by David Brunnstrom Reuters
Tens of thousands of people marched through Brussels on Wednesday on a day of protests across Europe against government austerity measures, which unions say will slow economic recovery and punish the poor. (Editors note: many are reporting over 100,000)
“The main feeling of the people is that for the banking system there are millions and billions of euros, but the social payments are being cut. That’s not right,” said Ralf Kutkowski, a German coal miner protesting in the Belgian capital.
Marchers in Brussels, heading for the EU’s headquarters, waved union flags and carried banners saying “No to austerity” and “Priority to jobs and growth.” The 50 unions represented included German coal miners, Romanian gas workers and Polish shipbuilders.
The protest was led by a group dressed in black suits with black face masks, carrying umbrellas and briefcases, acting as the head of a funeral cortege mourning the death of Europe.
The protest organizers, the European Trade Union Confederation, were aiming to get 100,000 people to march. Belgian police and the unions did not immediately estimate crowd numbers but one police official told Reuters at least 50,000 people were taking part.
Spain’s first general strike for eight years, a protest against the Socialist government’s public spending cuts and easier hire-and-fire laws, had a limited impact beyond disrupting transport and some factories.
Spanish unions said 10 million people, or more than half the workforce, were on strike. The government gave no numbers.
European governments say they have been forced into austerity to avert the danger of a sovereign debt crisis like the one suffered by Greece, but many workers feel they are being punished for problems that were not of their making.
“We don’t want to take it on our backs,” said Philipp Jacks, a German trade unionist marching in Brussels.
Graham Smith, a public sector youth worker from Edinburgh in Scotland, said: “The message is we need our public services because the people who need them most are the people being hit most by the crisis.”
REFORMS SET TO CONTINUE
Protests have taken place in many countries in the last few months. Protests on Wednesday were planned in Brussels, Dublin, Lisbon, Rome, Paris, Riga, Warsaw, Nicosia, Bucharest, Prague, Vilnius, Belgrade and Athens.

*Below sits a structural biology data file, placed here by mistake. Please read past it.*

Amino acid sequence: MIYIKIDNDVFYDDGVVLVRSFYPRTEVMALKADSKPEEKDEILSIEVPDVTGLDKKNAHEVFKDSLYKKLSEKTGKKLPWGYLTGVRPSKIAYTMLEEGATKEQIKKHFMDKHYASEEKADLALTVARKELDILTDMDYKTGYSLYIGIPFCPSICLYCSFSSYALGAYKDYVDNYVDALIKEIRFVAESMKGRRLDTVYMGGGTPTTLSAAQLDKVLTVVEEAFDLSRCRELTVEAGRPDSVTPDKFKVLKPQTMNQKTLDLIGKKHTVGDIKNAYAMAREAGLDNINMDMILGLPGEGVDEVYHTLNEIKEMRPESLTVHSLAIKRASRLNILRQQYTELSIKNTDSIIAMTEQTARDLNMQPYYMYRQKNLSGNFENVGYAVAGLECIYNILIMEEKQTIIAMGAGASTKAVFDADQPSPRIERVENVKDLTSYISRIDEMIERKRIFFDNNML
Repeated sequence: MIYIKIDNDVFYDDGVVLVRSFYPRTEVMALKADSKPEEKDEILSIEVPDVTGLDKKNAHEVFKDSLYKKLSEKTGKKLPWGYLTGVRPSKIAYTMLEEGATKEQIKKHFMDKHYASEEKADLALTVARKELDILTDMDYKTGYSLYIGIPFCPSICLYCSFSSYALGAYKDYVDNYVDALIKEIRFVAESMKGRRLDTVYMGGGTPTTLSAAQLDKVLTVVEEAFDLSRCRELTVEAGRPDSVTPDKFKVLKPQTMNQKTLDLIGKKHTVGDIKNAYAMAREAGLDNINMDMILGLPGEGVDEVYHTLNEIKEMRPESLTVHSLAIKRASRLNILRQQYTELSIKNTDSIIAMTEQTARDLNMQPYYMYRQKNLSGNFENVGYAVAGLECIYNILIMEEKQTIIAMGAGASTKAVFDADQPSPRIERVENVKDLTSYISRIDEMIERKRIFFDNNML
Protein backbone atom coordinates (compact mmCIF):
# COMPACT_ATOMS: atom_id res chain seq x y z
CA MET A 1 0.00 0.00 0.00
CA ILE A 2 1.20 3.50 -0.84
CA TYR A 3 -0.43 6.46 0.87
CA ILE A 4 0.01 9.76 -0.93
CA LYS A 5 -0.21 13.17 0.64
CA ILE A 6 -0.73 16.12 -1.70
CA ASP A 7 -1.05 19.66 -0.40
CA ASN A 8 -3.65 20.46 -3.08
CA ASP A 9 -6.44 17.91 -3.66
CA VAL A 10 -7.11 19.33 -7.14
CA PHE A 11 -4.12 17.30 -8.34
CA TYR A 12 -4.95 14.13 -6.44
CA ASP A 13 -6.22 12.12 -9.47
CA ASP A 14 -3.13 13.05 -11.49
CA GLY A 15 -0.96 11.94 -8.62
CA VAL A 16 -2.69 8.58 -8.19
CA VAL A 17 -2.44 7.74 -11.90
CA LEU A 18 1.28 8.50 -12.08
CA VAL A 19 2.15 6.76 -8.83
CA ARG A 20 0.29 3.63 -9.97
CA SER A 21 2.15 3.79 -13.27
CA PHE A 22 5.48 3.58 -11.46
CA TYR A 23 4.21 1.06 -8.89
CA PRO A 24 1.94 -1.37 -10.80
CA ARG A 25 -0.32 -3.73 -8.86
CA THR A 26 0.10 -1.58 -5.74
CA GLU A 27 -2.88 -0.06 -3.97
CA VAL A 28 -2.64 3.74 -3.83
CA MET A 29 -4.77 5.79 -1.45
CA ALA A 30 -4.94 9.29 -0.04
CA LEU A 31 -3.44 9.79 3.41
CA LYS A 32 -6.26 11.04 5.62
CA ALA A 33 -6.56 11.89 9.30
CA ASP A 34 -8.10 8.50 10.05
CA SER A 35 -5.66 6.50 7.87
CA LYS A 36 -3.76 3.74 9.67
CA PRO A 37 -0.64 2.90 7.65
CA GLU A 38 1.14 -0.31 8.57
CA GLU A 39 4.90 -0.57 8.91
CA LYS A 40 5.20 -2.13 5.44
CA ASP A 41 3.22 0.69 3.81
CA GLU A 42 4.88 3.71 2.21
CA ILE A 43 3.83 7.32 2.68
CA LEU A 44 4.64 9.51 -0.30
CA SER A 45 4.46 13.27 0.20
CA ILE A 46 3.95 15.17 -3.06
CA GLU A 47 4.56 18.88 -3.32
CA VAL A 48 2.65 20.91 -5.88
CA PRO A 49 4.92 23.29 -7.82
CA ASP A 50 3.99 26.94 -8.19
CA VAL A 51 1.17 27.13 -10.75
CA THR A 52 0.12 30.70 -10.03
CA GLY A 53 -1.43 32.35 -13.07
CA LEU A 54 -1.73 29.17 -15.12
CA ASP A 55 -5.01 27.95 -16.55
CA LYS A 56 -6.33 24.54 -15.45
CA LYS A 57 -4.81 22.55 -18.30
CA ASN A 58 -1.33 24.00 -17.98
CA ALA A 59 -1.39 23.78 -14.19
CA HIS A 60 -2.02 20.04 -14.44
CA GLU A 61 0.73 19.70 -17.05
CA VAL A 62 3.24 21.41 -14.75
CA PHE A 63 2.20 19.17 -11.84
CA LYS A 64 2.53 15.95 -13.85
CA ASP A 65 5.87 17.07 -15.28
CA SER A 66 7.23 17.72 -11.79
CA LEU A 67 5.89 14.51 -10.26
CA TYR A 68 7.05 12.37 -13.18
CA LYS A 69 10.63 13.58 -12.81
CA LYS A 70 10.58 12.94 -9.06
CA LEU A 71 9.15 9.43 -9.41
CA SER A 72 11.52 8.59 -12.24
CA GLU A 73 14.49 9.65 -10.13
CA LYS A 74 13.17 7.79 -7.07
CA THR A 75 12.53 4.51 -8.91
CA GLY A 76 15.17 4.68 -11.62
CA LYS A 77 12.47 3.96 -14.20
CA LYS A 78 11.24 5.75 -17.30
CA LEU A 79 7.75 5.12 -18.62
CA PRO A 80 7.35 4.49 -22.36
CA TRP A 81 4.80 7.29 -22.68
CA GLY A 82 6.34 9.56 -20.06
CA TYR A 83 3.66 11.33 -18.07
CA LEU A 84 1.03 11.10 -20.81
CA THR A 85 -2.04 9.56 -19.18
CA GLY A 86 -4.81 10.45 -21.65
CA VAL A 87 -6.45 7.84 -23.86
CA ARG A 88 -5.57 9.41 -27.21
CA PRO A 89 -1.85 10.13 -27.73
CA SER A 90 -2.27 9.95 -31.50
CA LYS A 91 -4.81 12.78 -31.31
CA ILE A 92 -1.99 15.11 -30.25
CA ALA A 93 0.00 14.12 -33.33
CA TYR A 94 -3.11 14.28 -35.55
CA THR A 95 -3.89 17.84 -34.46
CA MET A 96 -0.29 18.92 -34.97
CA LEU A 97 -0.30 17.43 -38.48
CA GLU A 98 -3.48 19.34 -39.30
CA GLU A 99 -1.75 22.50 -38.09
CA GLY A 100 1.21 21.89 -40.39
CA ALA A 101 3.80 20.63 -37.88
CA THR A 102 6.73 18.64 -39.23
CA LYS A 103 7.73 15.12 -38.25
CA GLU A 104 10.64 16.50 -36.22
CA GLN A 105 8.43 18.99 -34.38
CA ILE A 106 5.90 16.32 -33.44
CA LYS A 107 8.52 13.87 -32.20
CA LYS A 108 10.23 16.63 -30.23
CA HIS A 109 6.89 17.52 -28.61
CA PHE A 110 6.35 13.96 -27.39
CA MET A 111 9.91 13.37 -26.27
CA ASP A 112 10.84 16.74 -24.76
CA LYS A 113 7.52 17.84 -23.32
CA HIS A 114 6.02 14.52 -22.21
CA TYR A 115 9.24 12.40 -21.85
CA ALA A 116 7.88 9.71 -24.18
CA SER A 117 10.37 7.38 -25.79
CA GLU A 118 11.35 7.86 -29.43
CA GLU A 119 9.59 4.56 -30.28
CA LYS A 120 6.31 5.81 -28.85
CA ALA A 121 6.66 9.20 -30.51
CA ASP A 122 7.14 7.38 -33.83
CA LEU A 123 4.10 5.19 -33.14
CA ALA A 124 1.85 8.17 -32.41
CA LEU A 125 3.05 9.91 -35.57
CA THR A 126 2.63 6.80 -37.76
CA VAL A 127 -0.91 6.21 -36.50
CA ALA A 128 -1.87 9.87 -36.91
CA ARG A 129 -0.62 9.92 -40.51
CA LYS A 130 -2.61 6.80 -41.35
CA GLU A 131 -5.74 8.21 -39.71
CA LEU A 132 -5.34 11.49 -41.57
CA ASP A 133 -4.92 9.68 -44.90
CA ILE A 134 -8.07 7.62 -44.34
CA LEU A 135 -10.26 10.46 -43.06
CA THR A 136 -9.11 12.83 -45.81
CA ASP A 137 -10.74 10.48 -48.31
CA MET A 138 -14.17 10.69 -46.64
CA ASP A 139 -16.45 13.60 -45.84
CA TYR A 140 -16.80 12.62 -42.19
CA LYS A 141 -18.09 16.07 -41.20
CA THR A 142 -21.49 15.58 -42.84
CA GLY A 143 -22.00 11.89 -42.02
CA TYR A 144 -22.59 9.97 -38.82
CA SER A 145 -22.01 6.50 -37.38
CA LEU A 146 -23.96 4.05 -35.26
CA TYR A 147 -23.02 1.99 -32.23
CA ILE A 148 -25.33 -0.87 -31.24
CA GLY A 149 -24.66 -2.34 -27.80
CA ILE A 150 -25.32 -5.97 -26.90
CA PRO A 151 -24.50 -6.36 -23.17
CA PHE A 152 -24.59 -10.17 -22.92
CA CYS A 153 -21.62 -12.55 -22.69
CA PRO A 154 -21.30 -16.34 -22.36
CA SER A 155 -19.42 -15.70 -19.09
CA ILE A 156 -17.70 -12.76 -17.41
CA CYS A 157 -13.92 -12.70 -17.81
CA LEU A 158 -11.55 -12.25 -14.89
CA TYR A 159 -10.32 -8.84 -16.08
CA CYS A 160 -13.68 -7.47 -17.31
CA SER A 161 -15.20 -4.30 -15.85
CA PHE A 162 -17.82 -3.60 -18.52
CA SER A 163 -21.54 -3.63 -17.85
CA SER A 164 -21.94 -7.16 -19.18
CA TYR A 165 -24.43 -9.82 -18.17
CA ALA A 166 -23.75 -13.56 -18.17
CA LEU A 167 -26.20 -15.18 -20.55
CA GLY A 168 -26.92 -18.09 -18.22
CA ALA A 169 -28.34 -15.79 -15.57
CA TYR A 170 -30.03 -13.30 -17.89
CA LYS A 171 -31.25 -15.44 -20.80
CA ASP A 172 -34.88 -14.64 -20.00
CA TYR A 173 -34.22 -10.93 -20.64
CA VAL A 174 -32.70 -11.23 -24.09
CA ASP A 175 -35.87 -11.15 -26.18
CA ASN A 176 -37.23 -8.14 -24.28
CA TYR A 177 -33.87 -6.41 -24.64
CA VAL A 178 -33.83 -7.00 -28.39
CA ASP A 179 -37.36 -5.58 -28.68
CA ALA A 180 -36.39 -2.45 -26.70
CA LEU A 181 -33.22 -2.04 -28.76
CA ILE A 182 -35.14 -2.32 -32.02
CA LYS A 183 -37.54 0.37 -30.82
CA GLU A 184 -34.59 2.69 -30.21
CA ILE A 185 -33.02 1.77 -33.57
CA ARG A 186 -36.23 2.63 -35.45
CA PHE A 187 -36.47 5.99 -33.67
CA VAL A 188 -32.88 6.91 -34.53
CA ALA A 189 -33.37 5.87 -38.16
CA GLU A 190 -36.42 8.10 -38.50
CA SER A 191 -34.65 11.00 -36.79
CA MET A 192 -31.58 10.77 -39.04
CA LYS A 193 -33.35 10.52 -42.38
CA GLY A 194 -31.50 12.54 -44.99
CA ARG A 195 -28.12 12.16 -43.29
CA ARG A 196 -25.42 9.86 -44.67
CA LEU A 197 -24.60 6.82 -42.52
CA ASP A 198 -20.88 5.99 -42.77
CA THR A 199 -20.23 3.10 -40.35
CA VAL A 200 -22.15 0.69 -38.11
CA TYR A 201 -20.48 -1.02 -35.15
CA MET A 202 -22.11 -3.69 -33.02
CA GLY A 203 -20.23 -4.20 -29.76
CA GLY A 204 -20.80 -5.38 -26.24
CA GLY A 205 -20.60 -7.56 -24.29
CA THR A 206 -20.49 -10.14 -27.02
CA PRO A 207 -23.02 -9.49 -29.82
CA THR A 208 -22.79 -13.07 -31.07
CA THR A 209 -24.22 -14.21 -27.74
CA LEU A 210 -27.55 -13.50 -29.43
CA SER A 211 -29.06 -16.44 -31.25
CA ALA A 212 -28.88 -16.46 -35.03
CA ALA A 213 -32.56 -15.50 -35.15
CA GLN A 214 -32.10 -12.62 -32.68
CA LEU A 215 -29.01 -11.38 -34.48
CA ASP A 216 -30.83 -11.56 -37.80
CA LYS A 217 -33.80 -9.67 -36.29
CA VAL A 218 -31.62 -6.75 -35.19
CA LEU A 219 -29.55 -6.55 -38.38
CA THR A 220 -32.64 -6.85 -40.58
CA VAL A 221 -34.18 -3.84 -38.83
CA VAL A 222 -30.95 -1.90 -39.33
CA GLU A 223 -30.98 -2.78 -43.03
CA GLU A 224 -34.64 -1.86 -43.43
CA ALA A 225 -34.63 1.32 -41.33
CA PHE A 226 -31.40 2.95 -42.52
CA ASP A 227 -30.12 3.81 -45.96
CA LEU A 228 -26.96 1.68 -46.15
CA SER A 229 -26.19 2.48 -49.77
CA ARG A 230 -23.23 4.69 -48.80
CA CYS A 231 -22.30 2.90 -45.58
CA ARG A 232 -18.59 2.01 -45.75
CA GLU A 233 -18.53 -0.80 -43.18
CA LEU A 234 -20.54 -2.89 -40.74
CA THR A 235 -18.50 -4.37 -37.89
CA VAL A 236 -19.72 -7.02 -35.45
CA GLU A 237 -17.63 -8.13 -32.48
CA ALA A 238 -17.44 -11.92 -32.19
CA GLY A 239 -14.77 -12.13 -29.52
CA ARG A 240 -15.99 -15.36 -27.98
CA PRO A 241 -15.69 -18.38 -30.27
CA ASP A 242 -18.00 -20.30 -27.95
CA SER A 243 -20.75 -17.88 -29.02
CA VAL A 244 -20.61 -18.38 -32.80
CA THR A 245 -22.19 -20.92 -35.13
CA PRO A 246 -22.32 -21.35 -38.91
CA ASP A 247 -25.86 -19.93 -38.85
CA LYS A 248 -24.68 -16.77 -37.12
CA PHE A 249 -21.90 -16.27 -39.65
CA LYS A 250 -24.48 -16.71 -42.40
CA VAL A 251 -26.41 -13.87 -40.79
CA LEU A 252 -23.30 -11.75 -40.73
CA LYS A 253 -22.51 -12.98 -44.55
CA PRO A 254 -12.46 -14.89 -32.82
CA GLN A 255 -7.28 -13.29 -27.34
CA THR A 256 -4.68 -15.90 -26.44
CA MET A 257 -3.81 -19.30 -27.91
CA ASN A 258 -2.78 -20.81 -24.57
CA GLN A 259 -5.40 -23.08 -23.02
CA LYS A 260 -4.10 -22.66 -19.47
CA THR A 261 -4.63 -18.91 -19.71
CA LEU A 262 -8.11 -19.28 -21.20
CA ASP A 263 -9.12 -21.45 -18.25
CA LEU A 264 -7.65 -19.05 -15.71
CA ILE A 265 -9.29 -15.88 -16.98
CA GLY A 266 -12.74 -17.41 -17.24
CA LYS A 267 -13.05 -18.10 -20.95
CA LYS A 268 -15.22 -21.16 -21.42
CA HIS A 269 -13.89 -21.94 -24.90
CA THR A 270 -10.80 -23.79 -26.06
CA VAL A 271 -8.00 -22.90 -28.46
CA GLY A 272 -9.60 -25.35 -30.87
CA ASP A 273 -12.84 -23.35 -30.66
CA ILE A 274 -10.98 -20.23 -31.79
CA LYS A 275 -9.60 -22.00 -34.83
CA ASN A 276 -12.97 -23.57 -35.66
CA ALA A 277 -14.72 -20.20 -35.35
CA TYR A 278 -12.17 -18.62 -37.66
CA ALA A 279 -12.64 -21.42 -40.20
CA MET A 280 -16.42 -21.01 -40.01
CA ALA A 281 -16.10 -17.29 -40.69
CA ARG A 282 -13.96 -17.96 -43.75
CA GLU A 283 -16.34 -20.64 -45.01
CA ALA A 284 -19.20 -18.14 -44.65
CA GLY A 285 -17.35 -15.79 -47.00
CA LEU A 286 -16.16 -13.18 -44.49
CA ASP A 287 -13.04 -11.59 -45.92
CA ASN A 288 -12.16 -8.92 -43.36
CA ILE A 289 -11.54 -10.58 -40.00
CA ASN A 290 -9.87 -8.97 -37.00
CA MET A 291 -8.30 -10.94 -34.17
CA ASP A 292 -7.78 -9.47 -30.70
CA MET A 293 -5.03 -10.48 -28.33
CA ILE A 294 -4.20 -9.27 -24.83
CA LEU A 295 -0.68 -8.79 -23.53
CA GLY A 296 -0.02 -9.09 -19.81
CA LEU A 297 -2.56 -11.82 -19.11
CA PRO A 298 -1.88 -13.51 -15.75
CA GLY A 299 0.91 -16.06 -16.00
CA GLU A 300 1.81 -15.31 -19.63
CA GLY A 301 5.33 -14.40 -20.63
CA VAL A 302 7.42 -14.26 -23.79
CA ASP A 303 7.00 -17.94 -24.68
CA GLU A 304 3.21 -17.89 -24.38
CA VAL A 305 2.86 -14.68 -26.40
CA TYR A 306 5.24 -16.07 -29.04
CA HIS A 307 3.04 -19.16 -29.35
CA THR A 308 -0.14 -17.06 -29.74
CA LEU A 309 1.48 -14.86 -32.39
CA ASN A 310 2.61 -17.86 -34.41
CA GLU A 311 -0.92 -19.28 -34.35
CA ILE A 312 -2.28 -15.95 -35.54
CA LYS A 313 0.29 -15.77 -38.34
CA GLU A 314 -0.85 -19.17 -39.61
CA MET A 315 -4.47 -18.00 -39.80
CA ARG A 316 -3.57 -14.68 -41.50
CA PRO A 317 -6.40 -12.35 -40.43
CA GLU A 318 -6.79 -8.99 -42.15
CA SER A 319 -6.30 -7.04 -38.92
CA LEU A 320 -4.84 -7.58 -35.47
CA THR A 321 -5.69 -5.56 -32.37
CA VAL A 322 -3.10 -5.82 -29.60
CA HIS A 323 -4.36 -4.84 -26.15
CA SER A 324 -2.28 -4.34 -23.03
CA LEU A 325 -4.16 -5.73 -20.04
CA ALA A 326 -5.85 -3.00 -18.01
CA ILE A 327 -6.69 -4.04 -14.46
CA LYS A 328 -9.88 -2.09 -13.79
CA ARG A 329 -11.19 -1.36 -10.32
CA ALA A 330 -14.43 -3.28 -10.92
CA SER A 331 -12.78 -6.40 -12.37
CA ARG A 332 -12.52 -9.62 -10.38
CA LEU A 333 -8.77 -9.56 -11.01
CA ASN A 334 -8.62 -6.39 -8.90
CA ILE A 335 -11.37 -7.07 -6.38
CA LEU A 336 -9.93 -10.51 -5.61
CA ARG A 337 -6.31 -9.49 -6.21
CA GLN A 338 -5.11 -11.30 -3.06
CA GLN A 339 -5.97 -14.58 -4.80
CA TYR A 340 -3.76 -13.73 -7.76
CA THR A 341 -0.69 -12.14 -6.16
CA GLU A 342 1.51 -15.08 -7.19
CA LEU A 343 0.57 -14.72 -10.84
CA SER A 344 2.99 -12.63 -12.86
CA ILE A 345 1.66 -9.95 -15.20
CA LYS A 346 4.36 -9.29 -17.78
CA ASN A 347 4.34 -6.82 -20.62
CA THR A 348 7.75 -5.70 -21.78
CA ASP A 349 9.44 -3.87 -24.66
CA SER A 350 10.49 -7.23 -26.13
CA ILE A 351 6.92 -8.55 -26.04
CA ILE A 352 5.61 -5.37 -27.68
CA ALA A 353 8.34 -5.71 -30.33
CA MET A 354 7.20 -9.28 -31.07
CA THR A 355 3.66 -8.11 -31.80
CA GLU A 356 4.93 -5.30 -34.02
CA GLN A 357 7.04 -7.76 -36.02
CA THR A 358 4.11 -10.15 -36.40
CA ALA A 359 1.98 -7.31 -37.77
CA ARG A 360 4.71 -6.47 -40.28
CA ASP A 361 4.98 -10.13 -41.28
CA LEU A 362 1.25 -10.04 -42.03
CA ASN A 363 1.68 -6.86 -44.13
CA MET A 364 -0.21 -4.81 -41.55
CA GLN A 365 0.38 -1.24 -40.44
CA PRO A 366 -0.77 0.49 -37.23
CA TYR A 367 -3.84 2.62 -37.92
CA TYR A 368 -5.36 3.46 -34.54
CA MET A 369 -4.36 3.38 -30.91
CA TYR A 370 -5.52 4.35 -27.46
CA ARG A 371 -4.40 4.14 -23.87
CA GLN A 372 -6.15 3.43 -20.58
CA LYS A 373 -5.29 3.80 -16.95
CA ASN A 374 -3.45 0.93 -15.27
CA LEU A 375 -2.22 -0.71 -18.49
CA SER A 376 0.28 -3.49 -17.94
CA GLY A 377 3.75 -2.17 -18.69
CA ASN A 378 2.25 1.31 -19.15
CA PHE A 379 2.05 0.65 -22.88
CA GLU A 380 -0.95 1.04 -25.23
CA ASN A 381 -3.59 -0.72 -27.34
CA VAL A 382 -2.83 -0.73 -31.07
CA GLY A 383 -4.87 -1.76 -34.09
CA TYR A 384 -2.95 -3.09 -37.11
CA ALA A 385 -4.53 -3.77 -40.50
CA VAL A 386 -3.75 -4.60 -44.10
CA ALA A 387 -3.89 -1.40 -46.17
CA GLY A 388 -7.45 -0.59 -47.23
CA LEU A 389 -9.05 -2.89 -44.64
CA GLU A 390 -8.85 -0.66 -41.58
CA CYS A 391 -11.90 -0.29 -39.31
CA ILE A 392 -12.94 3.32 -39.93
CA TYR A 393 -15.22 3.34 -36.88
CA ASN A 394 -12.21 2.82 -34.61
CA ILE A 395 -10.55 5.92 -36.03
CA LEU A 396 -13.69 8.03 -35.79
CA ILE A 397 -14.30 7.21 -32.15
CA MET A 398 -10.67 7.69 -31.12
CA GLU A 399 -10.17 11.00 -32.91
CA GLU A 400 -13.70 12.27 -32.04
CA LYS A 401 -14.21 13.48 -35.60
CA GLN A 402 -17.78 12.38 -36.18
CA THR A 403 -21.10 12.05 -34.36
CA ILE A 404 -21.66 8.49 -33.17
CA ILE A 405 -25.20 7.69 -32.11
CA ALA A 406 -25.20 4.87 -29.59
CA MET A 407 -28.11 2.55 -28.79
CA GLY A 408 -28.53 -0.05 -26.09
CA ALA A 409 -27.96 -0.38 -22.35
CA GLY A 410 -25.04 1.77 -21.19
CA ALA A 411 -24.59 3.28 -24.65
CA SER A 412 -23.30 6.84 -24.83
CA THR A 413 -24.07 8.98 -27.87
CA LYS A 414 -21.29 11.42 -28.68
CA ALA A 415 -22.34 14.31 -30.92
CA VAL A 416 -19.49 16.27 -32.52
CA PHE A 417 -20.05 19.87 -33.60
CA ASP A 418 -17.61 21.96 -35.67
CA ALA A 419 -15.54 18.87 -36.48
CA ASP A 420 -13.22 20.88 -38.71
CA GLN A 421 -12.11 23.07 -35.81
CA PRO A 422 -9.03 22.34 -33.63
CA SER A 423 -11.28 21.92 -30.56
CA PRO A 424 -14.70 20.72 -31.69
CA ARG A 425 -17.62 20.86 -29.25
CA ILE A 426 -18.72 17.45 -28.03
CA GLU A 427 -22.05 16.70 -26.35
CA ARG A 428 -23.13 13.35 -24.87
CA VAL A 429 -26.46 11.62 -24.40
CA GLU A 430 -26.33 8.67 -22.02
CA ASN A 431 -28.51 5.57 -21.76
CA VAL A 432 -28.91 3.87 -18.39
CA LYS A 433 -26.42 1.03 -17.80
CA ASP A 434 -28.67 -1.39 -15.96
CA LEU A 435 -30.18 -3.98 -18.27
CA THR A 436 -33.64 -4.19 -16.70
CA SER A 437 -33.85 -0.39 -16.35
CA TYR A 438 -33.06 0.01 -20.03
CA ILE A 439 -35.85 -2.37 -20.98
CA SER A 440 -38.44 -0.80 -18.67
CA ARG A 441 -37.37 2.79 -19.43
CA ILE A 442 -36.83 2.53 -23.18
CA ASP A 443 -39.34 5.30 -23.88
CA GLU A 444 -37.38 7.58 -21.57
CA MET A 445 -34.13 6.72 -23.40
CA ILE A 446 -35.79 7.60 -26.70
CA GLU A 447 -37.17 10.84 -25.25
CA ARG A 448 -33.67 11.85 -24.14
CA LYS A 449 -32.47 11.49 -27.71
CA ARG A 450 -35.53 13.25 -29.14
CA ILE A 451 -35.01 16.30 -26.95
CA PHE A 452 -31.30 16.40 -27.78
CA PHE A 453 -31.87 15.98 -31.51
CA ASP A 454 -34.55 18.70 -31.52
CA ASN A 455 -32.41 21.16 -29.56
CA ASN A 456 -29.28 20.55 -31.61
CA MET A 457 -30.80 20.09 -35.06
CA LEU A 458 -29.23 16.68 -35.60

Greece’s main unions, representing about 2.5 million workers, did not strike on Wednesday but plan to march to parliament in the evening to protest against measures prescribed by the EU and the IMF in return for bailing the country out.
A few smaller unions called job walkouts. Greek hospitals doctors stopped work for 24 hours and public transport was disrupted.
In Slovenia, about half of public sector workers remained on strike for the third day against a planned wage freeze, causing jams at border crossings with non-EU Croatia.
Economists say strikes and protests are unlikely to force any government to abandon structural reforms or savings measures but could make it harder for some leaders to win re-election and limit the scope of some reforms in the long run.
Economic growth has revived in the European Union, home to 500 million people and the executive European Commission expects the bloc’s economy to grow 1.8 percent this year after a 4.2 percent contraction in 2009.
But EU unemployment is running at 9.6 percent of the workforce, and at around twice that rate in Spain, Latvia and Estonia. Unions say austerity will curb job creation.
Financial markets are also worried about whether countries such as Ireland and Portugal can manage their debt burdens and the Commission wants tough sanctions imposed on countries that break debt and budget deficit rules.
“We understand there is a crisis, but it is being used as a very good excuse for all kinds of pressure on the people who are employees, workers and not in big business,” said Alexander Nikolov, who drove from Bulgaria to protest in Brussels.
Dennis Radtue, a coal mining union representative from Germany, said the gap between rich and poor was growing.
“Rich people have a lot of opportunity to save their money and pay no taxes, while a normal worker has to pay taxes whether he wants to or not,” he said.
(Additional reporting by Emily Coleman, writing by Timothy Heritage; Editing by Ruth Pitchford )